The other day I stopped by a store in Boston’s Chinatown district to grab some ingredients for a stir-fry dish. I’m not a stickler for authentic Chinese meals, but I am a bargain hunter and this grocery store has excellent prices. It is also located right next to a café that sells bubble tea, for which I have a newfound affection.

Stores like this one are a lot of fun. They have a bunch of interesting foods, like huge chunks of pure sugar cane, or buckets full of slithering yellow eels. For writers and connoisseurs of the English language, they provide another amusement: mistranslated product labels, like this one:

It’s full of hilarity. Most obviously comical is the picture on the front of the package. A school of fish? Do we really want to know what the fish looked like in their natural habitat before they were reduced to seasoning? And what’s that close up in the bottom left corner? Rice? Fish scales? A horde of maggots?  Is that supposed to be the seasoning in question?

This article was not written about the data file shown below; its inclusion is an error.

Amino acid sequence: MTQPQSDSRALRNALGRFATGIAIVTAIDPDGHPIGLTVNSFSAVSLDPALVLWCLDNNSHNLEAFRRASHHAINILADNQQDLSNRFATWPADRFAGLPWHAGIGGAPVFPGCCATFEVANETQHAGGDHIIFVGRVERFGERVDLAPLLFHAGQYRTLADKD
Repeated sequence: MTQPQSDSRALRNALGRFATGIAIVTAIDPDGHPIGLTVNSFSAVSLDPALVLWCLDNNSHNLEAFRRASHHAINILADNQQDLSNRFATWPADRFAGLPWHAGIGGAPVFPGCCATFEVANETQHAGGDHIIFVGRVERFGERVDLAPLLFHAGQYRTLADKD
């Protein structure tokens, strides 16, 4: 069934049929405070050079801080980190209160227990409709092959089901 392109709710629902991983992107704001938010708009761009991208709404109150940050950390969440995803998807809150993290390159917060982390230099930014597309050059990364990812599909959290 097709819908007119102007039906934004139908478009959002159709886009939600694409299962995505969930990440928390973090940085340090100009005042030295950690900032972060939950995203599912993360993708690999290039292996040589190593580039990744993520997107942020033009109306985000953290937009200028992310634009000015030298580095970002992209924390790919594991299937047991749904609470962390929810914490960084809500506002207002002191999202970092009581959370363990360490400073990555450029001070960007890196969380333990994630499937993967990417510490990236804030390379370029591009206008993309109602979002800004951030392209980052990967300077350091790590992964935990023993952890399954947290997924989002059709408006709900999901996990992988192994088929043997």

Visual entertainment aside, I personally have a lot of fun with the language itself. Fish making delicious seasoning. I love that it’s called “delicious seasoning,” as opposed to the other kinds of disgusting seasoning. I also love that the fish seem to be making the seasoning. If the fish are making it, what’s it made of? The great thing is that there are entire websites dedicated to mistranslations like this, so the entertainment is practically endless.

For aspiring writers, I think there’s a secondary benefit to this packet of seasoning. Since we’re always thinking about language, we know that the reason this label is funny is because they’ve mixed up their subjects. What they meant to say is that the seasoning is made out of fish, not that the fish are hard at work grinding up the dried up bodies of their friends to make a powder we can use in our soups. These fish are just another reminder of how important correct grammar is, and how simple mistakes can devastate the meaning of our words.

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